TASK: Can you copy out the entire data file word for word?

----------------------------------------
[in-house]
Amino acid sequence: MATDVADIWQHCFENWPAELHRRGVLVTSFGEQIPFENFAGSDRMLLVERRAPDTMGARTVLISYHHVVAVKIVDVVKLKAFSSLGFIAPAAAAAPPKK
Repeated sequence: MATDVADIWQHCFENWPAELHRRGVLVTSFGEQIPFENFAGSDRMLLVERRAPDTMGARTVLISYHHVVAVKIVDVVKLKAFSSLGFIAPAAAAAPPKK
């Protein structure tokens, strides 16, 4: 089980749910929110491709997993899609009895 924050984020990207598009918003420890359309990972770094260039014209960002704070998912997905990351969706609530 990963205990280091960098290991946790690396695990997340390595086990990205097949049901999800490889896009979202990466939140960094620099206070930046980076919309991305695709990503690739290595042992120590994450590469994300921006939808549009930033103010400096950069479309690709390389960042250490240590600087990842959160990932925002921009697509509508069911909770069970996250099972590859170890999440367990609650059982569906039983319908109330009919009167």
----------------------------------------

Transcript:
[in-house]
Amino acid sequence: MATDVADIWQHCFENWPAELHRRGVLVTSFGEQIPFENFAGSDRMLLVERRAPDTMGARTVLISYHHVVAVKIVDVVKLKAFSSLGFIAPAAAAAPPKK
Repeated sequence: MATDVADIWQHCFENWPAELHRRGVLVTSFGEQIPFENFAGSDRMLLVERRAPDTMGARTVLISYHHVVAVKIVDVVKLKAFSSLGFIAPAAAAAPPKK
């Protein structure tokens, strides 16, 4: 089980749910929110491709997993899609009895 924050984020990207598009918003420890359309990972770094260039014209960002704070998912997905990351969706609530 990963205990280091960098290991946790690396695990997340390595086990990205097949049901999800490889896009979202990466939140960094620099206070930046980076919309991305695709990503690739290595042992120590994450590469994300921006939808549009930033103010400096950069479309690709390389960042250490240590600087990842959160990932925002921009697509509508069911909770069970996250099972590859170890999440367990609650059982569906039983319908109330009919009167």